Direct competition among participants

But the same source added there’s already a precedent as far as direct competition is concerned.

“Right from the start, we already saw that and fans were aware of it, too. Crispa and U-Tex are both in the textiles business, so they are competing brands, so as 7-Up and Royal Tru-Orange, which also have PBA teams back in the 70s. Perhaps, the recent direct competitors in the league were Purefoods and Swift," said the source.

Another high-ranking official said the lockout policy in advertisements is being connected to the “direct competition rule" being implemented by the league right now.

Because of the lockout in advertising, ang thinking ng board, bawal rin ang competing brands from participating in the PBA," said the source. “There’s no written provision as far as competing brands’ participation is concerned. So it’s really up to the board on how they will interpret the rules on direct competition."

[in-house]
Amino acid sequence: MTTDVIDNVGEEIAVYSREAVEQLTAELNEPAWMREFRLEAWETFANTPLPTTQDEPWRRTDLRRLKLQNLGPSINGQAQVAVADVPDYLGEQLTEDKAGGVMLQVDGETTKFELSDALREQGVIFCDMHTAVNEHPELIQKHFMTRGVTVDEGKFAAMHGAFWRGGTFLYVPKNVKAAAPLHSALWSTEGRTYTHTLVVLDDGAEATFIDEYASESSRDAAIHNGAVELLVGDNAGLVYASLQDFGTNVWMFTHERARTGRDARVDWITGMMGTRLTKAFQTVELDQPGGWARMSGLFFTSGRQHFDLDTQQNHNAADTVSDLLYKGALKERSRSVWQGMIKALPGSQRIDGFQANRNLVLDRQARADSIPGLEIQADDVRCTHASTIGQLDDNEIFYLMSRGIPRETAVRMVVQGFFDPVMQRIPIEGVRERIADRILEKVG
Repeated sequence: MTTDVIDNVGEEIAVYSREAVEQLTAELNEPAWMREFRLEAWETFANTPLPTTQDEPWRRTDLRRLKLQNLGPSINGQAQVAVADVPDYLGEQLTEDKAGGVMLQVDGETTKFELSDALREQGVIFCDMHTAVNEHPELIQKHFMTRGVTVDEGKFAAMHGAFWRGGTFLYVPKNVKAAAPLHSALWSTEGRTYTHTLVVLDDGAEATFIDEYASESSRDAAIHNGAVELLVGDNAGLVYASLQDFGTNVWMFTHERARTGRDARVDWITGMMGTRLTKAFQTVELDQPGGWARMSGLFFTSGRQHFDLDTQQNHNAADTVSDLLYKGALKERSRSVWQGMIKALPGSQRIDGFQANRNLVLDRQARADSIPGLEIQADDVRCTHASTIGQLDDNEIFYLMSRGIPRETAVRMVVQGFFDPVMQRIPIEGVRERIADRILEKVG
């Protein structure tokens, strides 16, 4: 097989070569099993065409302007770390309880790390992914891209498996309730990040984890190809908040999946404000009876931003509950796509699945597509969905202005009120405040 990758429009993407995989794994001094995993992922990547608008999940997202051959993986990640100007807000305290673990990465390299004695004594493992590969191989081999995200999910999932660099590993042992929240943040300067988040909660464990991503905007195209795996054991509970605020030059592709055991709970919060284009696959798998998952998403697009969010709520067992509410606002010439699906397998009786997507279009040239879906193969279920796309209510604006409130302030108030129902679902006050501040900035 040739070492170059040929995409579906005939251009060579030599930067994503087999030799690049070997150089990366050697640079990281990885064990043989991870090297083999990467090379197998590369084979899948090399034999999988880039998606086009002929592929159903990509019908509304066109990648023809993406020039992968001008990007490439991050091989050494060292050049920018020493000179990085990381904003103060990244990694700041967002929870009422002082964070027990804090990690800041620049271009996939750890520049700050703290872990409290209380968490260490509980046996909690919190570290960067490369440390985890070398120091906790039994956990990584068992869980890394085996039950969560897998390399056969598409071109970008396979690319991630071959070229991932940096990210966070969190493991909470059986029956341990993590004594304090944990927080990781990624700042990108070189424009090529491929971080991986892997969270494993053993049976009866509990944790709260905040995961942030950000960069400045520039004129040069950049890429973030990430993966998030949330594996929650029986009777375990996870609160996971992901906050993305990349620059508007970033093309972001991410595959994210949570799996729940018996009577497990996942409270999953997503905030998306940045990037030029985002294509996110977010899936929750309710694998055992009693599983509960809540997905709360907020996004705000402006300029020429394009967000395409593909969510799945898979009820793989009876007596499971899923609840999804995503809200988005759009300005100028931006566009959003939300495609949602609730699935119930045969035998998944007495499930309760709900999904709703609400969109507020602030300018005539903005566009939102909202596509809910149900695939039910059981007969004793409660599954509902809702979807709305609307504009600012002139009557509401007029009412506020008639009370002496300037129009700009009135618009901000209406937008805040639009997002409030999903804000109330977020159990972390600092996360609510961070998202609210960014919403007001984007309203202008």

But Phoenix Petroleum’s possible participation shouldn’t be the only concern to be tackled by the board, according to Pardo.

“Maybe we should be informed about Barako Bull’s status now," added Pardo. “Part of the condition when the team filed a leave of absence is to give way to Smart Gilas, granting they will return in the third conference."

Barako Bull has filed a leave of absence in the ongoing Commissioner’s Cup, paving the way for the entry of Pilipinas-Smart Gilas.

The Nationals are likely to play in the PBA for the remainder of the season, but whether they will continue to use the spot of Barako Bull or become the league’s 11th member in the third conference pending the decision of Phoenix Pelroleum’s intention to take over the Photokina franchise remains to be seen.